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Read how one man turned a passion for pickles into an award-winning business

Read how one man turned a passion for pickles into an award-winning business

Andre Dang and Jon Honeyball

Thinking of launching your own business? The rise of Manfood’s provides a textbook example of how to go from zero to hero in two short years.

The brand is the brainchild of 40-year-old Andre Dang. Born to a Malaysian mother and Vietnamese father, British-born Dang studied horticulture at Reading University.

A placement with leading department store chain M&S – which brought him into contact with buyers and food students – convinced him that he actually wanted to work in the food sector.

After graduation, he found work as a buyer. A spell at Selfridge’s was followed by an eight-year stint at one of the UK’s most famous stores: Harrods. He began as a buyer for the delicatessen section, but ended up as head of PR and marketing for the food halls and restaurants.

Five years ago, with an enviable insight into food marketing and a valuable knowledge of what catches the eye of consumers, Dang left to set up his own PR company.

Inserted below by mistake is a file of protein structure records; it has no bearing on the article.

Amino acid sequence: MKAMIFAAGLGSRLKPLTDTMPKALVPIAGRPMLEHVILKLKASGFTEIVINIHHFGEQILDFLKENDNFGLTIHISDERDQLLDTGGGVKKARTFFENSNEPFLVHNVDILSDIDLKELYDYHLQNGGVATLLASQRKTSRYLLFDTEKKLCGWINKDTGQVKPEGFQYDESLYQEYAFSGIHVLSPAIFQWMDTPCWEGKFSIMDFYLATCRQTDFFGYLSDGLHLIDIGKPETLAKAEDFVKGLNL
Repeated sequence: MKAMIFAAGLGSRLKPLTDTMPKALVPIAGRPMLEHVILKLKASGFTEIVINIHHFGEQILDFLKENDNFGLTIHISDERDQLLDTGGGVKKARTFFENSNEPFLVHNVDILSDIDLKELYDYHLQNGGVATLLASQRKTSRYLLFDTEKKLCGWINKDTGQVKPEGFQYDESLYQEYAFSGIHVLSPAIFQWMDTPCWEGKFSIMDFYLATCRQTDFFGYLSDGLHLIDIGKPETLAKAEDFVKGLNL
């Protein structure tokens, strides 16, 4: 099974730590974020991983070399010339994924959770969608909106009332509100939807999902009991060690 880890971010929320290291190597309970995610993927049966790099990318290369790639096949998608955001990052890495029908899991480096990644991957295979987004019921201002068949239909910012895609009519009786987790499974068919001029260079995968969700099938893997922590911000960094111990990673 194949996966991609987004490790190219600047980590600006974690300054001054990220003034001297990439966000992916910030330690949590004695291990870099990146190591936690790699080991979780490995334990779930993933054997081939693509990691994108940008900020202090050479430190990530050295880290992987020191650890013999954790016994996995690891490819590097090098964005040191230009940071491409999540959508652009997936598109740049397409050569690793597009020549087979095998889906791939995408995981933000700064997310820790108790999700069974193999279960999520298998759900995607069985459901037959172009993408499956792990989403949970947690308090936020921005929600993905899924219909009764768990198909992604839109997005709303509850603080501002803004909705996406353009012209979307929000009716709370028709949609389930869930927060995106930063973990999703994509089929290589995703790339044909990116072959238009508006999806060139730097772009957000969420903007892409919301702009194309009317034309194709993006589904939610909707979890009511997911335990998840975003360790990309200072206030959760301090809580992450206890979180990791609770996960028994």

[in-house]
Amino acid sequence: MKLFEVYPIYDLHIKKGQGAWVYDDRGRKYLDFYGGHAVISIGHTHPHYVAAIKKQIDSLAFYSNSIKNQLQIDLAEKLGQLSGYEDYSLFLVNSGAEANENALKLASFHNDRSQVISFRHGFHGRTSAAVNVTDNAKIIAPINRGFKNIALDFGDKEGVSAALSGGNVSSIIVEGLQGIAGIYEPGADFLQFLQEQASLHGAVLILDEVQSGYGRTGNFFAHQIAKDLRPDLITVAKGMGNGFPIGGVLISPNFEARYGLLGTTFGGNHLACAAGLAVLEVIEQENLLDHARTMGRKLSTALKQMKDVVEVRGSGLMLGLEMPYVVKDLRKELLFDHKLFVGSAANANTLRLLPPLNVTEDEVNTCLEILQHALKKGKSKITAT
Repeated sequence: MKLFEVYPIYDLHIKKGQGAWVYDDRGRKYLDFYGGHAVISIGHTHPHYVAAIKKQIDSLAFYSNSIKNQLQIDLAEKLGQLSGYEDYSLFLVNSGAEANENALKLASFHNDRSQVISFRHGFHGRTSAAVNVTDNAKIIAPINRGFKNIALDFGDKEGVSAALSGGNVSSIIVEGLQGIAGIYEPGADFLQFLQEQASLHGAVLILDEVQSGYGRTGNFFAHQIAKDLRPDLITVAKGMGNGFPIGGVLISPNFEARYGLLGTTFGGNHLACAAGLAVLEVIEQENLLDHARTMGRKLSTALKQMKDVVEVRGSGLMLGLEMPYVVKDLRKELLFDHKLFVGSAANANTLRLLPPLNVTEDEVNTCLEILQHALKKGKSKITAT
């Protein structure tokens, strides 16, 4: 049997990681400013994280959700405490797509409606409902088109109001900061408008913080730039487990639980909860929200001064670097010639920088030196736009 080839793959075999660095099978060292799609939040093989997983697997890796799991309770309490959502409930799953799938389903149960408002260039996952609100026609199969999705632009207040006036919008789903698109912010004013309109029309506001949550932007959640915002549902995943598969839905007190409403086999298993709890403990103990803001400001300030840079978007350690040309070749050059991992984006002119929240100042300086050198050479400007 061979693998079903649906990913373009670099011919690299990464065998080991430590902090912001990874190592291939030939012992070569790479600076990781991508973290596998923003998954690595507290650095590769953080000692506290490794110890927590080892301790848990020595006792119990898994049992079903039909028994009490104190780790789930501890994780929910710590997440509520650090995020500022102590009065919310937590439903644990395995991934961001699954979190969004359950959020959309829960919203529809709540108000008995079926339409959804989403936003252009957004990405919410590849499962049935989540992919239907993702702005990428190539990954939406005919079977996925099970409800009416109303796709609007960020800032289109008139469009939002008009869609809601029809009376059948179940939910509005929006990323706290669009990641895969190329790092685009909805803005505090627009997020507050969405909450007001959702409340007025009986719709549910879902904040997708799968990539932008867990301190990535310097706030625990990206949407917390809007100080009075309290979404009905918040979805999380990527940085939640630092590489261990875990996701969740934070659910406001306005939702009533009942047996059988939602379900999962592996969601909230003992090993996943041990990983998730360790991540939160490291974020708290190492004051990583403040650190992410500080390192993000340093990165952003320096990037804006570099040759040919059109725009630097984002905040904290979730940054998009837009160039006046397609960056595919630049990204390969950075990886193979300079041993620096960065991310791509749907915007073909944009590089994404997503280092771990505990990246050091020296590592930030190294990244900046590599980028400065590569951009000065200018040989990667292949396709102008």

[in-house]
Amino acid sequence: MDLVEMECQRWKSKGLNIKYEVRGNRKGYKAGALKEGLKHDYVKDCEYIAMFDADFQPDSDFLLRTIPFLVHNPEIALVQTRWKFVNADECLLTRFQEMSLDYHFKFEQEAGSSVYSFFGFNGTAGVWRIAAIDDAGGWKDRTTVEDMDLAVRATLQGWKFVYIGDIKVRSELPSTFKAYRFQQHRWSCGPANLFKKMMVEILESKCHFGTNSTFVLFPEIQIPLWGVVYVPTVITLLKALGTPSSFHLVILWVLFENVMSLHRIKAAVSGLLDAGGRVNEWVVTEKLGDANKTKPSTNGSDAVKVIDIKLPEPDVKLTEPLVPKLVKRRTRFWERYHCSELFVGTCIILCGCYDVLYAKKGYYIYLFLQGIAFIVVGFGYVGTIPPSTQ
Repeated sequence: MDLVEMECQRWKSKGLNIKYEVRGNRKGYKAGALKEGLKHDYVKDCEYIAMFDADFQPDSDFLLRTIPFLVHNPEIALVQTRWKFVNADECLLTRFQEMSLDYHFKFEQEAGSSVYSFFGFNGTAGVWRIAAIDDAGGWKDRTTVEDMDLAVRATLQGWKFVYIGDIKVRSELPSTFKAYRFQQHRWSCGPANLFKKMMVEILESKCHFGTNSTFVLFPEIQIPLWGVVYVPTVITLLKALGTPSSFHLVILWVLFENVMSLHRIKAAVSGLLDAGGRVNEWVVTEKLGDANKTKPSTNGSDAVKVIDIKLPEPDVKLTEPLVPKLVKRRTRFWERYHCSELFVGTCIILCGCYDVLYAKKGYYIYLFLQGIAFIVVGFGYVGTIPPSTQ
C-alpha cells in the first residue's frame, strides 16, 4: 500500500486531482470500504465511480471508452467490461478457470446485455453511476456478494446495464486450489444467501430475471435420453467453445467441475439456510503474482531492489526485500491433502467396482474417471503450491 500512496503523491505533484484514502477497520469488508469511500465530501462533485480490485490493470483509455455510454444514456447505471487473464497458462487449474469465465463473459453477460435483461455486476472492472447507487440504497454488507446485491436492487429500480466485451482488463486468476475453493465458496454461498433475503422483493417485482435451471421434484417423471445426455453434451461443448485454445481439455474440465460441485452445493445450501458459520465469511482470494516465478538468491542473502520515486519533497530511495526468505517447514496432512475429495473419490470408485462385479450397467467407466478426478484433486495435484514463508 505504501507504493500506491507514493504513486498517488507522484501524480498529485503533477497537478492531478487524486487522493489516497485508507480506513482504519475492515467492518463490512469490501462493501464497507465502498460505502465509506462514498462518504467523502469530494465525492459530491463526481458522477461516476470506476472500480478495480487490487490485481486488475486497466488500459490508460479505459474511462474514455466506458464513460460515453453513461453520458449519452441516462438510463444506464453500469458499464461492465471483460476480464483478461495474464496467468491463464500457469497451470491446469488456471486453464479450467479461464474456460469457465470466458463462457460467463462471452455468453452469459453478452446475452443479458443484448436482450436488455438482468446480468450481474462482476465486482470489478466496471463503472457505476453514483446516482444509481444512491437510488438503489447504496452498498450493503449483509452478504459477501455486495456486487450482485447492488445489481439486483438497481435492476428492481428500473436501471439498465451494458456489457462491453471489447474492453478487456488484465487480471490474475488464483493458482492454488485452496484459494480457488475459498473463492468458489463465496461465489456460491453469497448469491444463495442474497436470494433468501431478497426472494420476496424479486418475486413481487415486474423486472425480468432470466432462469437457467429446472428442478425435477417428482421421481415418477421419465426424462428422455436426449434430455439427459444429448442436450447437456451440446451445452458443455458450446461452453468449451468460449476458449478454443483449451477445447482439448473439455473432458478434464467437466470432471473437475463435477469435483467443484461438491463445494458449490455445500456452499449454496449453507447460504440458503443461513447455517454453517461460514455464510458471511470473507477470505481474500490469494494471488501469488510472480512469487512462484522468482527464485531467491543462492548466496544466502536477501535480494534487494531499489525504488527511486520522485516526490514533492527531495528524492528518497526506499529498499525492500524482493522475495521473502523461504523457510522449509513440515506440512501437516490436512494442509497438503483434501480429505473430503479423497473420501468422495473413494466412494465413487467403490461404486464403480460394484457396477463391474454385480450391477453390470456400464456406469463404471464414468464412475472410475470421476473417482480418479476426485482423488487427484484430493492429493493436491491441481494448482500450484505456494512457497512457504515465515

Manfood can be traced back to a conversation with his partner, Jon, about piccalilli; a spicy English relish made from pickled, chopped vegetables.

‘Basically, Jon complained one day that it was really hard to find a decent piccalilli. He seemed to remember a time when you could open a jar, stick a fork in, and pull out a chunk of cauliflower. Shop-bought piccalilli now was all just wet mush.

‘So I said I’d make him one. And he loved it. He said, “You should sell this”.’

The seed of an idea was sown.

Andre and Jon got married in September 2013, and Dang made pots of piccalilli – decorated especially for their wedding – for guests. They went down a storm, with many friends contacting them again later to ask if they could buy more.

‘I developed three other products,’ says Dang. ‘One from a recipe from my mum, which was a Malaysian achar recipe; a caramelized chili and vegetable pickle you traditionally have alongside a curry and rice. I did a smoked tomato sauce and a bread and butter pickle, which is sliced cucumber.’